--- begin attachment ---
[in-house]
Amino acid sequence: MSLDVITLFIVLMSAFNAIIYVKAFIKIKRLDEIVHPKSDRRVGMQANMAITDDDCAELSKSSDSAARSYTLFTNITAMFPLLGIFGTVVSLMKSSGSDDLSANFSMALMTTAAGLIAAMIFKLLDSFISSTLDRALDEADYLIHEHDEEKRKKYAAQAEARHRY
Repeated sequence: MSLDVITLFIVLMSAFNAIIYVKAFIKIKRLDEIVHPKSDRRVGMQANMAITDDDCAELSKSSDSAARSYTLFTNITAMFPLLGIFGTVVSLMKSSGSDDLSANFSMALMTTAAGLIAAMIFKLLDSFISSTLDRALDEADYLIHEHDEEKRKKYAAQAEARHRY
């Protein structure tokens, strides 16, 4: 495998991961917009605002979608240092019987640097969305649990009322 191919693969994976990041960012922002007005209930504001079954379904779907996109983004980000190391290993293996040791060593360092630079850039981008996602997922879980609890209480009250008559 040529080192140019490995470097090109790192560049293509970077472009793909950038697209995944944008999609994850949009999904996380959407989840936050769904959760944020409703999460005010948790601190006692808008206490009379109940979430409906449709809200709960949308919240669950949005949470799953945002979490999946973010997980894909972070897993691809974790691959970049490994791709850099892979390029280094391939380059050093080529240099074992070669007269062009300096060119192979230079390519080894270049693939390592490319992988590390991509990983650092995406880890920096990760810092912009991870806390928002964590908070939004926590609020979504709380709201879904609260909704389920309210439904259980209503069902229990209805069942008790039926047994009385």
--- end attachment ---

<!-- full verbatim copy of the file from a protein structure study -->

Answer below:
[in-house]
Amino acid sequence: MSLDVITLFIVLMSAFNAIIYVKAFIKIKRLDEIVHPKSDRRVGMQANMAITDDDCAELSKSSDSAARSYTLFTNITAMFPLLGIFGTVVSLMKSSGSDDLSANFSMALMTTAAGLIAAMIFKLLDSFISSTLDRALDEADYLIHEHDEEKRKKYAAQAEARHRY
Repeated sequence: MSLDVITLFIVLMSAFNAIIYVKAFIKIKRLDEIVHPKSDRRVGMQANMAITDDDCAELSKSSDSAARSYTLFTNITAMFPLLGIFGTVVSLMKSSGSDDLSANFSMALMTTAAGLIAAMIFKLLDSFISSTLDRALDEADYLIHEHDEEKRKKYAAQAEARHRY
């Protein structure tokens, strides 16, 4: 495998991961917009605002979608240092019987640097969305649990009322 191919693969994976990041960012922002007005209930504001079954379904779907996109983004980000190391290993293996040791060593360092630079850039981008996602997922879980609890209480009250008559 040529080192140019490995470097090109790192560049293509970077472009793909950038697209995944944008999609994850949009999904996380959407989840936050769904959760944020409703999460005010948790601190006692808008206490009379109940979430409906449709809200709960949308919240669950949005949470799953945002979490999946973010997980894909972070897993691809974790691959970049490994791709850099892979390029280094391939380059050093080529240099074992070669007269062009300096060119192979230079390519080894270049693939390592490319992988590390991509990983650092995406880890920096990760810092912009991870806390928002964590908070939004926590609020979504709380709201879904609260909704389920309210439904259980209503069902229990209805069942008790039926047994009385």